- ‘Tis the Season: London florist creates $4.6 million Christmas wreath
- No tailgating allowed at Super Bowl XLVIII
- Pentagon to transport African troops to Central African Republic
- Chinese man fed up with his girlfriend’s shopping jumps to his death
- Ukraine leader to talk with protesters; Washington urges caution
- Pope Francis: A nun saved my life
- Israeli P.M. Netanyahu backs out of Mandela funeral
- Elian Gonzalez makes first trip outside Cuba since custody battle
- U.S., British intelligence agents enter online sci-fi world to spy on gamers
- Sarah Palin to host the outdoors show ‘Amazing America’
Rory McIlroy hopes for better start in Match Play
MARANA, ARIZ. (AP) - Rory McIlroy put a new putter in his bag and a new shaft in his driver.
He has no way of knowing whether that means his second tournament of the year will last any longer than his first one.
The world’s No. 1 player made a big splash last month at the Abu Dhabi Championship in more ways than he imagined. He was introduced as Nike’s latest client, complete with a laser show and high expectations, only to miss the cut in his debut.
“I was packing my bags the other night and I’m thinking,’ How many shirts did I bring? How many pairs of pants?’ Yeah, it’s one of those weeks where you’ve just go to try and get through every round, and you face different opposition every day.”
So much has changed since then. He has risen to No. 1 in the world, won another major at the PGA Championship by a record eight shots, and then really drew attention to himself with a Nike deal said to be worth upward of $20 million a year.
After one tournament that lasted only two rounds, the skeptics included six-time major champion Nick Faldo. He said it was “dangerous” to change equipment. Speaking from his own experience a generation ago, Faldo said that while the specifications can be duplicated, that doesn’t take into account the feel of the club, the sound it makes and the confidence that gets developed.
“Nick Faldo doesn’t know how I feel over the golf shot and I don’t know how he felt,” McIlroy said. “Buy my guess is he was a little more analytically minded than I am. I try and keep things as simple as possible. If I see the ball going in the direction that I want, in the flight that I want, then I’m happy. It feels good, and hopefully, I can show that to everyone this week.”
He opens against Shane Lowry, whom he has known since they were juniors playing Irish golf events. McIlroy will try to avoid becoming the third No. 1 seed to lose in the opening round in the last four years.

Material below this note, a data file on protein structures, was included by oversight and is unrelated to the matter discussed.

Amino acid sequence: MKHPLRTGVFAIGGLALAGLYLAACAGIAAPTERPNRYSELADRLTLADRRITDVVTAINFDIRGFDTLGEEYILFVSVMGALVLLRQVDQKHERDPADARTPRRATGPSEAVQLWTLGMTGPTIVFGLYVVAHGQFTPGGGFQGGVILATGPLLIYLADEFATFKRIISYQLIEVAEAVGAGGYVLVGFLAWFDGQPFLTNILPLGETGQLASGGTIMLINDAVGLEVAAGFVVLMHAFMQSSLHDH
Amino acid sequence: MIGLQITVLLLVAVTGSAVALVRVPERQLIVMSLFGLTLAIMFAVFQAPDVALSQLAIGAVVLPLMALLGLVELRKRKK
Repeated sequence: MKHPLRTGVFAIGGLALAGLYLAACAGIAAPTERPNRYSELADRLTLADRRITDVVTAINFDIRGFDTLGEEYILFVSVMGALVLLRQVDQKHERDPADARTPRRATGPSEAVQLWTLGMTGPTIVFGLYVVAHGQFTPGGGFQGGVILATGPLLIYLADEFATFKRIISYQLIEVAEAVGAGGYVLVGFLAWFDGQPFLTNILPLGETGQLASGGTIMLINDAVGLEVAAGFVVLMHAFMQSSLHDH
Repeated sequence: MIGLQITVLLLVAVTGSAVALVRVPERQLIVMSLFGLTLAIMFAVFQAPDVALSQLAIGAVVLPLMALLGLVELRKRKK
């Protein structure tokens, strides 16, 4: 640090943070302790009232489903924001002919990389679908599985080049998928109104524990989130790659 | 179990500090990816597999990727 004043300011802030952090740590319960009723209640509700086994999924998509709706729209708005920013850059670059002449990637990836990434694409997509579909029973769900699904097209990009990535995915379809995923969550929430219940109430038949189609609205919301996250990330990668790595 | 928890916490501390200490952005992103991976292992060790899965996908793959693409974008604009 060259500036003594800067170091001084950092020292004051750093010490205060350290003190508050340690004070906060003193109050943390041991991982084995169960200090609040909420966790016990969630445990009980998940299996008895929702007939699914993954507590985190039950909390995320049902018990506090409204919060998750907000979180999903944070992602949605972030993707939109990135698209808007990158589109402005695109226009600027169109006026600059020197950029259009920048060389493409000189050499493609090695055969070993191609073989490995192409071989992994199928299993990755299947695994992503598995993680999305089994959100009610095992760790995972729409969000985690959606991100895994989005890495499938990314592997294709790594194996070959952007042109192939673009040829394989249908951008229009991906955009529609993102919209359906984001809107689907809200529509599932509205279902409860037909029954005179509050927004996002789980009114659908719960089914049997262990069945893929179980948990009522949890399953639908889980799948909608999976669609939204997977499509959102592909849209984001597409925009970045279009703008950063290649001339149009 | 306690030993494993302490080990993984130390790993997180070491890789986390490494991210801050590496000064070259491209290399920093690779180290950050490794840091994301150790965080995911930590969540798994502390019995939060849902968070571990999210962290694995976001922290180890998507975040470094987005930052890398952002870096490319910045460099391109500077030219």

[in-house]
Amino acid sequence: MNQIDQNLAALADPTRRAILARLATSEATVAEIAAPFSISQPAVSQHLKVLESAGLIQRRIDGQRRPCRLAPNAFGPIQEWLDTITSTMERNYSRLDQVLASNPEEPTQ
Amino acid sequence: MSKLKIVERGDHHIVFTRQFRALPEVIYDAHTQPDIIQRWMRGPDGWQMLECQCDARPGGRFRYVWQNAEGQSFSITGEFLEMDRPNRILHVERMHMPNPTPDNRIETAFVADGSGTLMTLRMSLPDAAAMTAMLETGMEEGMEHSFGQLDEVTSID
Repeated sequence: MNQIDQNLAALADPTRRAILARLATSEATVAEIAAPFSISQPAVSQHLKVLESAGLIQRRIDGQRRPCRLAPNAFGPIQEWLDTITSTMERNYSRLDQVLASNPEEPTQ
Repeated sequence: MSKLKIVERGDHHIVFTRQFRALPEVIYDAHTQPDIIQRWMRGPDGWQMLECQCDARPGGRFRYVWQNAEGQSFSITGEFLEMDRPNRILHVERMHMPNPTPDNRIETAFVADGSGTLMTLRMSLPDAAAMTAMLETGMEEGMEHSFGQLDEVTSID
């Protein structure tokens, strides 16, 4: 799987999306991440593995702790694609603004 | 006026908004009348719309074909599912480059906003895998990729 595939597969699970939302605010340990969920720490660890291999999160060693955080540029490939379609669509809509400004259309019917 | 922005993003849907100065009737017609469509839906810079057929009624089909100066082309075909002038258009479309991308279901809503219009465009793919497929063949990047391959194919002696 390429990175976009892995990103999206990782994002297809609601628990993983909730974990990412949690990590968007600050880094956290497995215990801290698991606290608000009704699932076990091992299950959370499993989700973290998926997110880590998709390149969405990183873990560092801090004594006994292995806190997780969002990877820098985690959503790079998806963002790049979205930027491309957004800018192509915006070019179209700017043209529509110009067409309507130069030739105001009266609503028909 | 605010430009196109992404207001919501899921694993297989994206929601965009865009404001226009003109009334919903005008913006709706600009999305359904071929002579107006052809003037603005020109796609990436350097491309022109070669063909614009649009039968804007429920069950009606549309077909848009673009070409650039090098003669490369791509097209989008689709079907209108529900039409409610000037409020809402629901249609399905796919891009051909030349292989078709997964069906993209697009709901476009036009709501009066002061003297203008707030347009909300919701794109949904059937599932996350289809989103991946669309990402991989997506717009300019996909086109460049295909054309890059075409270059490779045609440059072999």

At stake is getting more rounds under his belt on the road to the Masters.
McIlroy has played only two rounds of competition dating to his win in the season-ending event on the European Tour. He is not worried about his form before Augusta, realizing that he still has three more tournaments after Match Play _ the Honda Classic and Cadillac Championship the next two weeks in south Florida, and then the Houston Open at the end of March.
And no, he’s not worried about his new clubs.
He had Nike make him another putter which is six grams heavier in the head and has a new shaft. He is using the same driver, only the shaft isn’t trimmed as much to give him a little better control.
By Tom Fitton
New photos confirm the attack's coordination and its cover-up
- Chinese man fed up with his girlfriend's shopping jumps to his death
- Obama lied about Syrian chemical attack, 'cherry-picked' intelligence: report
- Israeli P.M. Benjamin Netanyahu backs out of Nelson Mandela funeral
- CURL: Obama tells a whopper on IRS scandal
- Lawmakers see 'false narrative' of Obama as a terrorist fighter
- Obama pleads for peace in strife-torn Central African Republic
- Satanists petition for statue at Oklahoma Statehouse
- MSNBC host: Obamacare a 'wealthy white men' racist word
- WOLF: The president's other Obamacare lies
- MILLER: Brady Campaign says Colorado recalls due to NRA, not grassroots opposition to gun control
Independent voices from the The Washington Times Communities
Crystal Wright is a black conservative woman living in Washington, D.C.
All of the world’s problems, solved on your back porch
Why can’t humans just be free to be humans?
White House pets gone wild!
Let it snow